About Open Access
Inhibition of Aurora-B kinase activity confers antitumor efficacy in preclinical mouse models of early and advanced gastrointestinal neoplasia
Lookup NU author(s)
Professor Steve Wedge
Alferez DG, Goodlad RA, Odedra R, Sini P, Crafter C, Ryan AJ, Wedge SR, Wright NA, Anderson E, Wilkinson RW
International Journal of Oncology
Full text for this publication is not currently held within this repository. Alternative links are provided below where available.
The Aurora family of kinases, play a fundamental role in cell division and are overexpressed in several cancers including colon. The activity of barasertib-hQPA, a sele-ctive inhibitor of Aurora-B kinase (ABK) was investigated in a range of preclinical models of gastrointestinal cancer. Treatment with barasertib-hQPA produced anti-proliferative and cytotoxic effects across a panel of human colorectal cancer (CRC) cell lines in vitro. Prodrug, barasertib [48-h subcutaneous (s.c.) infusion; 150 mg/kg/day] inhibited the growth of SW620, Colo205, HCT116 human colorectal tumor xenografts in nude mice significantly (Student's t-test, P<0.05, n=10-12 per group). Flow cytometric analysis of single cells from disaggregated barasertib-treated SW620 tumors revealed a decrease in phosphorylated histone H3 (phH3) and an increase in tumor cells with ≥4N DNA content P<0.05). The activity of barasertib was then examined in ApcMin/+ mice, a spontaneous model of early intestinal neoplasia. Macroscopic evaluation of the small intestine revealed that barasertib treatment [25 mg/kg intra-peritoneal (i.p.) Q1Dx4 each week for 3 weeks] of 8-week old ApcMin/+ mice produced a 39% reduction in macroadenoma number (P=0.02) and a 43% reduction in overall adenoma burden (P=0.02) compared with vehicle-treated controls. Quantification of microscopic adenomas revealed a >64% reduction in the number of adenomas spanning more than one villus. Histological analysis of these adenomas revealed a number of distinct changes in barasertib-treated ApcMin/+ mice, including a 94% reduction in the proportion of phospho-histone H3-positive cells (P<0.001) and a 53% reduction in the number of cells per adenoma (P=0.001). These results provide a scientific rationale for investigating ABK inhibitors as a treatment for intestinal cancer.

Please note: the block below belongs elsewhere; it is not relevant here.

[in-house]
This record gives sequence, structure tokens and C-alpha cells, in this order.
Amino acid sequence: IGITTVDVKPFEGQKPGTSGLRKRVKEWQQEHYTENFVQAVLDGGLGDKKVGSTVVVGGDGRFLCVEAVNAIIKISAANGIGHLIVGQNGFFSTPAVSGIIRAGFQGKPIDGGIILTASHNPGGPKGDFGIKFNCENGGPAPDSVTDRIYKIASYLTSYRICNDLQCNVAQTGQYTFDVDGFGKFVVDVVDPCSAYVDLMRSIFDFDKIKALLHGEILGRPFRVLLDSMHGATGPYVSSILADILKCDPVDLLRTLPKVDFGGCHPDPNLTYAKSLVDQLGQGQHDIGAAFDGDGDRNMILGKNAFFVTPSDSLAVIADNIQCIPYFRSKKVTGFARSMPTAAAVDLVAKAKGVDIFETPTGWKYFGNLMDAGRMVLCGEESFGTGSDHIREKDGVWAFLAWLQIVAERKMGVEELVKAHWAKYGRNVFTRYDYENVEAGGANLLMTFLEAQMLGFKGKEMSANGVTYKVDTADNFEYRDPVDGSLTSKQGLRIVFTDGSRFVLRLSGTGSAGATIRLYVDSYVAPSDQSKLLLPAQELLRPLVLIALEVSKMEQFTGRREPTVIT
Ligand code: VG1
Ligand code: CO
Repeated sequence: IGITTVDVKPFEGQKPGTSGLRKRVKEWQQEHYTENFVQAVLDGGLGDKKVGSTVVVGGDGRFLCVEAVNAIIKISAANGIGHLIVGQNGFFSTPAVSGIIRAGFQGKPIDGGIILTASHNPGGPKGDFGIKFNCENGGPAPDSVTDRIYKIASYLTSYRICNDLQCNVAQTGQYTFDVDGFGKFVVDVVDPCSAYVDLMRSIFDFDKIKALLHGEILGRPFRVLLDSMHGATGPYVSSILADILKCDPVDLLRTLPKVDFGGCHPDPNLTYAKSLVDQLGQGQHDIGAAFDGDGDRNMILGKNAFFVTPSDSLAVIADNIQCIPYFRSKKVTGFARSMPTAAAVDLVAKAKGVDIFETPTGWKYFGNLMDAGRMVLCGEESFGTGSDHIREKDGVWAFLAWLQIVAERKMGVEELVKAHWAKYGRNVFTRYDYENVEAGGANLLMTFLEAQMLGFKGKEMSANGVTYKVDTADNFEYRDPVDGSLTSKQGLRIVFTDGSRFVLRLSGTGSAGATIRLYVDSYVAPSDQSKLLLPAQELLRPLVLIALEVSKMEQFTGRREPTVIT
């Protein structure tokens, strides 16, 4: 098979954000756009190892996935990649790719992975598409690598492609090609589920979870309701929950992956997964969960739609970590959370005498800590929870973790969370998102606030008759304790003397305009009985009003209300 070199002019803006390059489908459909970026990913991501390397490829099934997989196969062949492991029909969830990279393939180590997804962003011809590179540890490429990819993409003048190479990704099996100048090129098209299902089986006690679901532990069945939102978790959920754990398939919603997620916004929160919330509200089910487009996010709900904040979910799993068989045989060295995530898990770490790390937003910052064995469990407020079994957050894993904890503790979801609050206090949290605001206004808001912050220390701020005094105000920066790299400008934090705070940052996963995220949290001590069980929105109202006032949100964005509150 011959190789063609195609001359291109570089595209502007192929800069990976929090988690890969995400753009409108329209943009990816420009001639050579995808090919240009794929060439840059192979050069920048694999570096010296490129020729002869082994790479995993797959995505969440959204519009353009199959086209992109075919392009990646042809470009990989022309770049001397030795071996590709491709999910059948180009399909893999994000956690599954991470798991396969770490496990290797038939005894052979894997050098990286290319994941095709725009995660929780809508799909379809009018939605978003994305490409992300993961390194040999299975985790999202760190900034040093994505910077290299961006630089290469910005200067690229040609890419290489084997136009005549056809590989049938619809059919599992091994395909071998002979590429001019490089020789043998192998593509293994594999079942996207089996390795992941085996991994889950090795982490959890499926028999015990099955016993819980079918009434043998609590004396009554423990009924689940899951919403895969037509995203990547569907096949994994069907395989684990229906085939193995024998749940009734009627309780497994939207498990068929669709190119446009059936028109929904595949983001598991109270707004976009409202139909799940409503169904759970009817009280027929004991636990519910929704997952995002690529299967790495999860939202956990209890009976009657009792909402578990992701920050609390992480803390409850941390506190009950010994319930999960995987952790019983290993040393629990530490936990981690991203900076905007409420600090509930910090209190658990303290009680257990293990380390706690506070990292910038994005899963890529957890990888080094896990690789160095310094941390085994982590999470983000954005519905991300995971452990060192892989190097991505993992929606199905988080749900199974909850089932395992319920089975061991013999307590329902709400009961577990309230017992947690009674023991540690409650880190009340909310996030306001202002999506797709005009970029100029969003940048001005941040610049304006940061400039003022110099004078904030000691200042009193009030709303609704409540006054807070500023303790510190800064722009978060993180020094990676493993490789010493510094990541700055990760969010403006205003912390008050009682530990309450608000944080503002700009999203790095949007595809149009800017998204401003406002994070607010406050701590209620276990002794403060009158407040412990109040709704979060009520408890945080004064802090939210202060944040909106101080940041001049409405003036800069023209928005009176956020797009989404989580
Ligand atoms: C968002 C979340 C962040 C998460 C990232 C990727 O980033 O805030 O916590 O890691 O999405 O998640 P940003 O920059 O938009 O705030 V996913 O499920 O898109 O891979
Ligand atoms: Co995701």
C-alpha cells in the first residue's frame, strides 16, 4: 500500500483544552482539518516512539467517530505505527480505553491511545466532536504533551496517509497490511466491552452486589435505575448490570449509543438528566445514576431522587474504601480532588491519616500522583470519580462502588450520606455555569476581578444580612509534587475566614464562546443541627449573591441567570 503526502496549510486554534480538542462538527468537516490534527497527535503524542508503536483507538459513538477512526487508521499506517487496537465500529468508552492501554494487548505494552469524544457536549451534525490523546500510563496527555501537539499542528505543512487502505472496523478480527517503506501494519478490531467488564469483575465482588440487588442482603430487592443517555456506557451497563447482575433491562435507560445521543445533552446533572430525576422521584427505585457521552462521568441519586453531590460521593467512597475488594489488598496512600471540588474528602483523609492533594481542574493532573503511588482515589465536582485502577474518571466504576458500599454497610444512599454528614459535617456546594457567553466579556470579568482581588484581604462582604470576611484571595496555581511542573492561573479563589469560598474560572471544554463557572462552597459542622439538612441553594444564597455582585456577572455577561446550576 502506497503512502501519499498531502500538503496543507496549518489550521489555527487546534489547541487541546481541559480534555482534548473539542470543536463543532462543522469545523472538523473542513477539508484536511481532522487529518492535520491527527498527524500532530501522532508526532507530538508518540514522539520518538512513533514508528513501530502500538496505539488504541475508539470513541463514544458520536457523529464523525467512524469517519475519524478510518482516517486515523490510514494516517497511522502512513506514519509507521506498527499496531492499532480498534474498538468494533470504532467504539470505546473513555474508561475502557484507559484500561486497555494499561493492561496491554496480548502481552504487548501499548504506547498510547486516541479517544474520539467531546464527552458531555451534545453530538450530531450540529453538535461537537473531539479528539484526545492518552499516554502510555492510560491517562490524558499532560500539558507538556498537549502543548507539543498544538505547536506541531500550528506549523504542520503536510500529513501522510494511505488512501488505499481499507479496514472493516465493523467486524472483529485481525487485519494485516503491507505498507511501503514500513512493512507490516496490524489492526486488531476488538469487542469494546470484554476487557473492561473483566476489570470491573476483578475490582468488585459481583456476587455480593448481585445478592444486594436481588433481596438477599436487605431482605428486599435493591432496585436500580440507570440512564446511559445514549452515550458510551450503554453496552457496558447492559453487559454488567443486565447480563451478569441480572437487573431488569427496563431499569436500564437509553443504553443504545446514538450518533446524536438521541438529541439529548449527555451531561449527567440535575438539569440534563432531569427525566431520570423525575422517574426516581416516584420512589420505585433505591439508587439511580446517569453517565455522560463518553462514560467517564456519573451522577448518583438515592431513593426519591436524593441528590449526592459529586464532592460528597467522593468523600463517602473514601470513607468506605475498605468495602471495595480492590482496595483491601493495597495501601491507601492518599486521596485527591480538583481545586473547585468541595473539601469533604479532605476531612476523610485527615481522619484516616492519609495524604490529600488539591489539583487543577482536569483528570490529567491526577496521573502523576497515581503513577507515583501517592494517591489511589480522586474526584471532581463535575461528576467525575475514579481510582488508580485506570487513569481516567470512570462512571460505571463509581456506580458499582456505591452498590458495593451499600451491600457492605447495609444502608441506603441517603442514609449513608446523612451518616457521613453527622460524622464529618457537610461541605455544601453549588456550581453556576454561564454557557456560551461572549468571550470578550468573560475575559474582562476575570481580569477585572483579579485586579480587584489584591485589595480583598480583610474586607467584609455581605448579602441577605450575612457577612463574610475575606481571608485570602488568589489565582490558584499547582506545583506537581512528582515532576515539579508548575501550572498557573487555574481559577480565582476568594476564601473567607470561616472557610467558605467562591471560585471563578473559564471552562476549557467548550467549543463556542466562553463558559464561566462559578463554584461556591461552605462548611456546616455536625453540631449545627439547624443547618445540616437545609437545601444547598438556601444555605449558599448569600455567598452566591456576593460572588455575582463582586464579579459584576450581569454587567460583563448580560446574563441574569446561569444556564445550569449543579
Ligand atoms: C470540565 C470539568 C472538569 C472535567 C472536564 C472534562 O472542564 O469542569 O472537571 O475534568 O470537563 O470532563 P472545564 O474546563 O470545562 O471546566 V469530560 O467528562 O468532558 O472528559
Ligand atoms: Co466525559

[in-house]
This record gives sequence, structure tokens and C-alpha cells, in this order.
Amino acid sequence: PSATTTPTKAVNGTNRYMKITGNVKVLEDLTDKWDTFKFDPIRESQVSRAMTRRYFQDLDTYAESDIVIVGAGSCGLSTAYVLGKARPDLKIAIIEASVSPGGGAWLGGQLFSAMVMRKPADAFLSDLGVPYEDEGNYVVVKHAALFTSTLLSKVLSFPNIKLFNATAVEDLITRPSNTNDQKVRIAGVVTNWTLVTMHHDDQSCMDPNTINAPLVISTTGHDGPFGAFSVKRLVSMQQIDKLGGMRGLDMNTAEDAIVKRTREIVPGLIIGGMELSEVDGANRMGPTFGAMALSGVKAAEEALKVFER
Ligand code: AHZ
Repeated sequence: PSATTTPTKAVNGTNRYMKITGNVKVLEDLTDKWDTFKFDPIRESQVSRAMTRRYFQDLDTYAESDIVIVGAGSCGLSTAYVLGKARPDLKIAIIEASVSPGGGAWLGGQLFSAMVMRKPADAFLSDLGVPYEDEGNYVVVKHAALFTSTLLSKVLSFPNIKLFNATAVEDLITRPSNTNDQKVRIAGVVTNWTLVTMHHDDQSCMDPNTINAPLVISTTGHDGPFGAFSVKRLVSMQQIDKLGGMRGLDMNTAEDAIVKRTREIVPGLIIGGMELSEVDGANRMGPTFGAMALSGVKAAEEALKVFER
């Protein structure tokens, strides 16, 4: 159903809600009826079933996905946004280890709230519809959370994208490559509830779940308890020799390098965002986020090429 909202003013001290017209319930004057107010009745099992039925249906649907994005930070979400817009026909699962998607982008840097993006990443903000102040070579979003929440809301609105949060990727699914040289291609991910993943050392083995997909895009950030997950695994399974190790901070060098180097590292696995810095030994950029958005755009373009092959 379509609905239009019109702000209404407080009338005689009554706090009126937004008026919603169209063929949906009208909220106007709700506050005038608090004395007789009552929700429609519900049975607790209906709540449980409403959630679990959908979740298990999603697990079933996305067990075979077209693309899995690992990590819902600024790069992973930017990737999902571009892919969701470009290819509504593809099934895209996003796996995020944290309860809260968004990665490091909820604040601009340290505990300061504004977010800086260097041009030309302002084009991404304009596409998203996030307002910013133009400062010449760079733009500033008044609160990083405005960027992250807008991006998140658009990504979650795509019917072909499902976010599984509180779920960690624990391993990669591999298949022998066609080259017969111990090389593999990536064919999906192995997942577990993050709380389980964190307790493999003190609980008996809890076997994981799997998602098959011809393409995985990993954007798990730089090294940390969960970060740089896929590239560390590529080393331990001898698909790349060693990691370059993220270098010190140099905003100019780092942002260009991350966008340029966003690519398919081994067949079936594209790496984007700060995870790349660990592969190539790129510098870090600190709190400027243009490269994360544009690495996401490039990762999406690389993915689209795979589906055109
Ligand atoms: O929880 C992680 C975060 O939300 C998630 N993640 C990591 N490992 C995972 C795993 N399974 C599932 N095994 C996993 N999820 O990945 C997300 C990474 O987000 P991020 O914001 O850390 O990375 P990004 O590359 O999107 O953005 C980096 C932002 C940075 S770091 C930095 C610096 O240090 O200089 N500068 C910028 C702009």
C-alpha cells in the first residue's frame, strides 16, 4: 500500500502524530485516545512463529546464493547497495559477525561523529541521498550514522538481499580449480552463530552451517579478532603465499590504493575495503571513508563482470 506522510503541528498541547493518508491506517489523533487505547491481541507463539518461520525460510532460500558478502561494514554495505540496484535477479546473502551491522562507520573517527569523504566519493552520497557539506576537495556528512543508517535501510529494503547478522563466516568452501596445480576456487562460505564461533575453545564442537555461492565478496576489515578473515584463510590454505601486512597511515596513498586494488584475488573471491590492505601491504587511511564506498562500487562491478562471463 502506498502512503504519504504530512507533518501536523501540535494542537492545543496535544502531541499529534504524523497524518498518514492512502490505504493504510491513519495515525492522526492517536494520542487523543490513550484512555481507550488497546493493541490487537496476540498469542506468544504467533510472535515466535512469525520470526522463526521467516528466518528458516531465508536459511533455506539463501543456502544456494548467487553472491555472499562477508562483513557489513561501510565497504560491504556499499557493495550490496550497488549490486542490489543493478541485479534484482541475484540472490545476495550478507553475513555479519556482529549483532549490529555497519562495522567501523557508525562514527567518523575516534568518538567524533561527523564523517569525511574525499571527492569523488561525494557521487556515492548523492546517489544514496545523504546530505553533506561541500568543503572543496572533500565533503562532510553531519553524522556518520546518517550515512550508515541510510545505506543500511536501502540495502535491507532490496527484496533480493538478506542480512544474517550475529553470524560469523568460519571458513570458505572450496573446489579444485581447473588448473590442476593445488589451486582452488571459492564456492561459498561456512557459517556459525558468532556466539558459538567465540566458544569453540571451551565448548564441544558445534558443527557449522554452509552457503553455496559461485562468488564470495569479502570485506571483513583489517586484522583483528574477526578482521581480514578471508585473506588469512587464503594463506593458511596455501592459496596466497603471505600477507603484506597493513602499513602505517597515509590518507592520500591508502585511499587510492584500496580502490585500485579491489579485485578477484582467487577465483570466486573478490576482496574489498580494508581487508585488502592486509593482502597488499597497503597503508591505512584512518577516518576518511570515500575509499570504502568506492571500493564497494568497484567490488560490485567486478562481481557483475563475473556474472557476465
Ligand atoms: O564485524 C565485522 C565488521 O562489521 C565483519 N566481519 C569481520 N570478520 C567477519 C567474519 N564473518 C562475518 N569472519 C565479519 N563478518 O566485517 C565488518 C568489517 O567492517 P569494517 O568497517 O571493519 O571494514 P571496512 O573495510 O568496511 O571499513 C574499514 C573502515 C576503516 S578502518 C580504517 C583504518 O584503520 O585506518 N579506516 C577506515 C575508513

Newcastle University Library, NE2 4HQ, United Kingdom. Tel: 0044 (191) 222 7657
©2015 Newcastle University Library